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2023 NFL Draft: Top 15 defensive tackles for Bears to consider

The Bears are likely to add talent at defensive tackle this offseason, so which 2023 draft prospects should they keep an eye on?

NCAA Football: Samford at Georgia Dale Zanine-USA TODAY Sports

The general consensus is that the 3-technique defensive tackle is a very important position in Matt Eberflus’ defense. Through the first 9 games, the Bears’ play up the middle has struggled.

Chicago has a boatload of cap space to work with this offseason, and they also have significant draft capital, which they have severely lacked in most of the last four draft classes. Justin Jones has arguably been the Bears’ best free agent signing from this past offseason, which isn’t saying much. With the talent in both free agency and the 2023 NFL Draft among interior defensive linemen, though, it wouldn’t be surprising if Ryan Poles double dipped at the position.

I have decided to share my current top 15 defensive tackles on my 2023 draft board to give you all a bit of an understanding as to which prospects the Bears could be tied to once draft discussion really picks up. Keep in mind that these rankings are obviously a work in progress, and that things will change from now until April.

That said, let’s dive right in and look at the best interior defensive linemen in the 2023 NFL Draft.

Tier 1: Round 1 locks

1. Jalen Carter, Georgia

6-foot-3, 300 pounds; 3-technique

I realize this may come off as hyperbolic, but Carter may be the best interior defensive line prospect since Aaron Donald. He is absurdly athletic with a powerful frame, a diverse arsenal as a pass-rusher and value plugging up gaps in the run game. He is easily a top-5 prospect in the 2023 draft and could be a difference maker for whoever drafts him.

2. Bryan Bresee, Clemson

6-foot-5, 305 pounds; 3-technique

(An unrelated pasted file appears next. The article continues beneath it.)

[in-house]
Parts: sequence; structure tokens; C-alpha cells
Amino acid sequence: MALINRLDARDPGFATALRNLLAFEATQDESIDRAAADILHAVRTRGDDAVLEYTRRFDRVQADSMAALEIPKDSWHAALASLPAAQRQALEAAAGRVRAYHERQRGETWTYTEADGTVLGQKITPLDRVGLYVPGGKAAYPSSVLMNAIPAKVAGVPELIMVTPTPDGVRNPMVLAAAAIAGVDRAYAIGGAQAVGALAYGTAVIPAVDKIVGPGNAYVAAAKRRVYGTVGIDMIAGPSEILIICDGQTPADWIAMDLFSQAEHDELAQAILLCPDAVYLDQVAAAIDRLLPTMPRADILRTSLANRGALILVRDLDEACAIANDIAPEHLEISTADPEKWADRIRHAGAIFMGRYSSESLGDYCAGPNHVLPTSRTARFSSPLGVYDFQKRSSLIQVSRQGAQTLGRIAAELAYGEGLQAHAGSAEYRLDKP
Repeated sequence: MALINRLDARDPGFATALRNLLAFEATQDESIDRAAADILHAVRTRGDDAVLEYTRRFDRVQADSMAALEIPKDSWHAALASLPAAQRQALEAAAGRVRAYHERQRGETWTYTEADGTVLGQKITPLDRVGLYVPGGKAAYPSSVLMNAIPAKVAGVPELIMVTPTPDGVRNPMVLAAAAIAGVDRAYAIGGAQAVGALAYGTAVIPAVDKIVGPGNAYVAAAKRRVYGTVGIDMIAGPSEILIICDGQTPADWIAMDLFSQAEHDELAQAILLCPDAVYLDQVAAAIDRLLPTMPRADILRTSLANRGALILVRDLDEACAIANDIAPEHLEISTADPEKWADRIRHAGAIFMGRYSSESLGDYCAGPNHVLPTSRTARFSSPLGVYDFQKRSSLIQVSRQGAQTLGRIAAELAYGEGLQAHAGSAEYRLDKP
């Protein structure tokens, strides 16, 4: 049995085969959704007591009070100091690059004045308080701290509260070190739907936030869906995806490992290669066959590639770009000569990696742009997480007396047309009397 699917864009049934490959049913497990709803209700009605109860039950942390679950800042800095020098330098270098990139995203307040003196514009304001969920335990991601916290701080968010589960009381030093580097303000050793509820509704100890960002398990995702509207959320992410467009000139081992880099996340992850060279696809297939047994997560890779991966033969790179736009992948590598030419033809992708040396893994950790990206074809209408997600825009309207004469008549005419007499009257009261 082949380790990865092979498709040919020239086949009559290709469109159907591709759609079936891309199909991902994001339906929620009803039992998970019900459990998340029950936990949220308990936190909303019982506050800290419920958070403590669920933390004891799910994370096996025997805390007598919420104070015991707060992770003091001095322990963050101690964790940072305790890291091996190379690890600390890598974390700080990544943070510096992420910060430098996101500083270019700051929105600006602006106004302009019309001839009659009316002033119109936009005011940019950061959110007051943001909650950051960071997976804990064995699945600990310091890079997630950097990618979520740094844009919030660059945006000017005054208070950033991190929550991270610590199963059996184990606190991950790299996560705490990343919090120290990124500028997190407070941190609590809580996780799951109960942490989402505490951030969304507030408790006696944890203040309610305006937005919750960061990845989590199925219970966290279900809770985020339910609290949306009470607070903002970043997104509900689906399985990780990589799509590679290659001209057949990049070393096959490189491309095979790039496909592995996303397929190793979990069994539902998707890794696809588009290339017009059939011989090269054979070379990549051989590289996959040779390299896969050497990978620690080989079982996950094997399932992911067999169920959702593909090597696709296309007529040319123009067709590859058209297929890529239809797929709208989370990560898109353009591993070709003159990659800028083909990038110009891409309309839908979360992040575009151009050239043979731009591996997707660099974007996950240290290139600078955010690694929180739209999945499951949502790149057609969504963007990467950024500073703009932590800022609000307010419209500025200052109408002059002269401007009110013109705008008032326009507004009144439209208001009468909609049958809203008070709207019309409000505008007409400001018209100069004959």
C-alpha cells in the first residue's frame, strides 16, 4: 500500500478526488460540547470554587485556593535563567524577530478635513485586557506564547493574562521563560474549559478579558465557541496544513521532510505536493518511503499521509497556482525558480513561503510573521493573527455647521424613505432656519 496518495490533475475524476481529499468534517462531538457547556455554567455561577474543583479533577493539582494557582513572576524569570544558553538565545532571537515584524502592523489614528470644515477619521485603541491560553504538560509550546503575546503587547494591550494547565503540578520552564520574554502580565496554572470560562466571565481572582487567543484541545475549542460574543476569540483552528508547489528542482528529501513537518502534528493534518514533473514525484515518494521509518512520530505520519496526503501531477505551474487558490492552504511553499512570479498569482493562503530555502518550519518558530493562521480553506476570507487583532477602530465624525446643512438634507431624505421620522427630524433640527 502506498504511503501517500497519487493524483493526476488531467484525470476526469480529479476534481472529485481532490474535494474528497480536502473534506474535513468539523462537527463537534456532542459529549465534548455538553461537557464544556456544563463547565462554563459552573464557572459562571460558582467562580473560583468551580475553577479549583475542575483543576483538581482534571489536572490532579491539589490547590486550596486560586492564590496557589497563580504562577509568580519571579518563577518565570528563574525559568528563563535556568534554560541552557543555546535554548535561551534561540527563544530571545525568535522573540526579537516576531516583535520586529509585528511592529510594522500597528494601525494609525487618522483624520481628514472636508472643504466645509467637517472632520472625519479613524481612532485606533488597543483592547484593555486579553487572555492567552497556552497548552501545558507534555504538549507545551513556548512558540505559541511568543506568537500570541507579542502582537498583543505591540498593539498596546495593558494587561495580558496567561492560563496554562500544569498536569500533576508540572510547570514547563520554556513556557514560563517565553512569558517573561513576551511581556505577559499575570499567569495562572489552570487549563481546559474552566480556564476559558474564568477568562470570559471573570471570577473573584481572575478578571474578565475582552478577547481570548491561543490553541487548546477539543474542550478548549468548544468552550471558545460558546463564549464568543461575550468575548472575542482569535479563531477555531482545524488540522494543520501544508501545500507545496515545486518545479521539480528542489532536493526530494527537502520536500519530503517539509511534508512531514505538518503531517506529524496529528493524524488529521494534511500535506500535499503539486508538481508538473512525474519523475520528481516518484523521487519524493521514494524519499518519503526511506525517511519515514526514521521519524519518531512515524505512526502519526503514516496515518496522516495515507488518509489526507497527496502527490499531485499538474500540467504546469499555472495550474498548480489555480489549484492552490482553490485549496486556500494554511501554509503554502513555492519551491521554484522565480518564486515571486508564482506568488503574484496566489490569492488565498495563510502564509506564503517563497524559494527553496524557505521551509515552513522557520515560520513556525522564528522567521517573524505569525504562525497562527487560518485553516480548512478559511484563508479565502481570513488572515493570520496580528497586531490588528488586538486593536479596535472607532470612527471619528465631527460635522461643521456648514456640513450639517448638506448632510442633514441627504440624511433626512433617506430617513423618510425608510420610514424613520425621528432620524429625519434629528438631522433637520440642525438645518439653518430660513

Bresee looks like a 3-technique defensive tackle you would create in a lab. He’s lengthy, explosive, strong and knows how to string moves together to create penetration in opposing backfields. It would be a tragedy if he somehow fell out of Round 1.

Tier 2: Day 2 targets

3. Jaquelin Roy, LSU

6-foot-4, 315 pounds; 3-technique

Though he has a tendency to run a bit high, Roy’s arsenal as a pass-rusher and short-area quickness are extremely intriguing. If he can generate more knee bend and get his weight underneath him in the run game, the ceiling is very high for him at the NFL level.

4. Siaki Ika, Baylor

6-foot-4, 358 pounds; 1-technique

Gentlemen the size of Ika should not be able to move as well as he does. There’s the obvious itch to keep him as a traditional nose tackle because of his sheer power and gap-eating ability, but he’s athletic enough to kick out as far as a 3-technique in certain packages.

5. Gervon Dexter, Florida

6-foot-6, 312 pounds; 1-technique

Dexter is a scheme versatile defender who is effective as a 3-technique, as well as a 1-technique defender. He’s a well-built lineman with great length, a high motor and very good raw power at the point of attack, and he offers solid agility for a big man.

6. Mazi Smith, Michigan

6-foot-3, 337 pounds; 2-technique

I am absurdly excited to see how Smith tested, as he has earned a reputation for being a workout warrior. That shows on tape, as the versatile defensive tackle has insane play strength, very good agility and good pad level at the point of contact. He’s quite raw and doesn’t offer much polish as a pass-rusher yet, but he has a very high ceiling.